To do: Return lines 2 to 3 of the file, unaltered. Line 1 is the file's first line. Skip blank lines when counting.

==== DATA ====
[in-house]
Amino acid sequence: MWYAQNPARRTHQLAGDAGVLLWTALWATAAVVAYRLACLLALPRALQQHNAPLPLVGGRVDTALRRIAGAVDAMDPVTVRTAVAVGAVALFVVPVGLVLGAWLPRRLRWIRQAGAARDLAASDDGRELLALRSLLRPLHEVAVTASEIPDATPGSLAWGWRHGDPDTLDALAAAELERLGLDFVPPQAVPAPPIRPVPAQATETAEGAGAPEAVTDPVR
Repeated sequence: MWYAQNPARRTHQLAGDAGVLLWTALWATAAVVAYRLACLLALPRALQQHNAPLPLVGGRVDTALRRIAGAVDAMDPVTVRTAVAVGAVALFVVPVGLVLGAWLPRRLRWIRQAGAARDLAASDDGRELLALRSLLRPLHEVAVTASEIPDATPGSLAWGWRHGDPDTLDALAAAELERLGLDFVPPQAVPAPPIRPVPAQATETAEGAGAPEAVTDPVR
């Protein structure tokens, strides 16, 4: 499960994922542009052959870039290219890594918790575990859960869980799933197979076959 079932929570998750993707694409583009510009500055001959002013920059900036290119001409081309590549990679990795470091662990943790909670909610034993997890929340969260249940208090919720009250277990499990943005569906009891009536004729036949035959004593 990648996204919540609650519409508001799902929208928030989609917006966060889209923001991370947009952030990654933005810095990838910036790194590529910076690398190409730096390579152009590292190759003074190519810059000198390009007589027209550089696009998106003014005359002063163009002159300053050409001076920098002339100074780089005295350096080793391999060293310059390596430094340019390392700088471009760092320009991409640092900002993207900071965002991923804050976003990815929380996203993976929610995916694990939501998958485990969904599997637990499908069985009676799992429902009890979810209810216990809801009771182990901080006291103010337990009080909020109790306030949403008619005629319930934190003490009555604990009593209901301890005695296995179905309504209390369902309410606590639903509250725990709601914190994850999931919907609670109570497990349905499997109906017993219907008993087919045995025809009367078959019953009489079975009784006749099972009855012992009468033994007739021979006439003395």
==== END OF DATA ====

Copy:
Amino acid sequence: MWYAQNPARRTHQLAGDAGVLLWTALWATAAVVAYRLACLLALPRALQQHNAPLPLVGGRVDTALRRIAGAVDAMDPVTVRTAVAVGAVALFVVPVGLVLGAWLPRRLRWIRQAGAARDLAASDDGRELLALRSLLRPLHEVAVTASEIPDATPGSLAWGWRHGDPDTLDALAAAELERLGLDFVPPQAVPAPPIRPVPAQATETAEGAGAPEAVTDPVR
Repeated sequence: MWYAQNPARRTHQLAGDAGVLLWTALWATAAVVAYRLACLLALPRALQQHNAPLPLVGGRVDTALRRIAGAVDAMDPVTVRTAVAVGAVALFVVPVGLVLGAWLPRRLRWIRQAGAARDLAASDDGRELLALRSLLRPLHEVAVTASEIPDATPGSLAWGWRHGDPDTLDALAAAELERLGLDFVPPQAVPAPPIRPVPAQATETAEGAGAPEAVTDPVR